A Baltimore doctor, charged with trading sex for drugs and prescribing controlled substances despite the potential for drug abuse and dependency, has had his license suspended in an emergency move by the State Board of Physicians Quality Assurance.
Dr. Arthur M. Lebson, who has offices on Fords Lane in Northwest Baltimore, lost his license Wednesday after the medical board decided that public health and safety demanded emergency action.
"The board was impressed with the fact there was credible evidence Lebson was doing bad things and those things were bad enough that we short-circuited the usual charging procedure, which could have taken weeks or months, to go for summary suspension," said Dr. Israel Weiner, chairman of the state's medical board. "We thought, particularly, his prescribing drugs in an apparently illegal manner was a threat to public health and safety."
Both Dr. Lebson and his attorney, Lawrence Greenwald, declined to comment on the case.
Dr. Lebson, 43, married and the father of four, has been licensed to practice medicine in Maryland since 1974. A specialist in internal medicine and geriatrics, he has privileges at several area hospitals and nursing homes.
But his career began unraveling when the Medicaid Fraud Unit of the state attorney general's office discovered "patients who alleged Dr. Lebson prescribed controlled substances to patients with known substance abuse problems in return for sexual favors," according to the board.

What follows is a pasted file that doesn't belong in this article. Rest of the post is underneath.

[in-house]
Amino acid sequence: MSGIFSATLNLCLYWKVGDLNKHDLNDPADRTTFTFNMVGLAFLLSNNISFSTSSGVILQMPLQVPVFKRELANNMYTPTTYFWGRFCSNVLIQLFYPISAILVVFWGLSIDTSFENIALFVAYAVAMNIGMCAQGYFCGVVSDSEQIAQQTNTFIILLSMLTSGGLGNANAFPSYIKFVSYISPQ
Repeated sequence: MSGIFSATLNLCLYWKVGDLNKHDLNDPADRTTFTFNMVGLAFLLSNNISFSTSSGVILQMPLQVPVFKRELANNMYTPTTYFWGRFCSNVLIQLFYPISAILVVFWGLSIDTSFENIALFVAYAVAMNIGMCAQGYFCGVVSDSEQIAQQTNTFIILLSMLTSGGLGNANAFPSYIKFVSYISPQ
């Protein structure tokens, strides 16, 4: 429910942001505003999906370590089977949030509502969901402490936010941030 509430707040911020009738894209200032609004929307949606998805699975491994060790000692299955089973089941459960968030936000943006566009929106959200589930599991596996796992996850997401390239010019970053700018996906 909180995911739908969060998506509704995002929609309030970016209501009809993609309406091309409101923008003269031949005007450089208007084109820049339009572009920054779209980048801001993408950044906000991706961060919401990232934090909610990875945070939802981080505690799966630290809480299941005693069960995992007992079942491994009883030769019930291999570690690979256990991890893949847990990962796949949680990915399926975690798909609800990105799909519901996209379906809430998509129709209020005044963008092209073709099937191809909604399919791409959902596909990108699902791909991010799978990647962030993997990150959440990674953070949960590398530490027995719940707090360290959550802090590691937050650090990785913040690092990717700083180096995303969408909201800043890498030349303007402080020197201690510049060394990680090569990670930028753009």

When the Medicaid Fraud Unit alerted the State Board of Physicians Quality Assurance to its findings last month, the board launched its own investigation. This investigation found Dr. Lebson had:
* Requested sexual favors from female patients in return for drugs and had cut down their prescriptions if they did not comply.
* Prescribed potentially addictive drugs for a long period of time to known drug addicts.
* Continued over several years to provide a known drug addict with a drug after the patient showed signs of physical dependence on the drug.
* Prescribed simultaneously stimulants and hypnotics.
* Prescribed opiates to pregnant patients despite the serious risk of harm to the unborn child.
* Prescribed large quantities of the anti-anxiety drug Xanax to patients over long stretches of time without periodically assessing whether the drug was working.
Dr. Weiner said Dr. Lebson had asked during a hearing Wednesday if he could limit his practice to patients in nursing homes until charges were heard by a judge, rather than face the summary suspension.
Dr. Weiner, who abstained from voting because he knew Dr. Lebson, said the board felt Dr. Lebson "should not be practicing during this period of time which could take months."
Dr. Lebson can request a hearing to appeal the suspension within 30 days, and a hearing on the charges would be held at a later date.
The State Board of Physicians Quality Assurance has aggressively pursued malfeasance since 1988, when its investigative and prosecutorial staffs were substantially increased. In 1985, there were a total of 20 disciplinary actions; this year, there have been 45.
Carl Ameringer, the assistant attorney general who worked on the Lebson case, said he could not answer whether there will be criminal charges brought against the doctor.
The identities of the 16 patients who described their experiences with Dr. Lebson were not disclosed by the state board.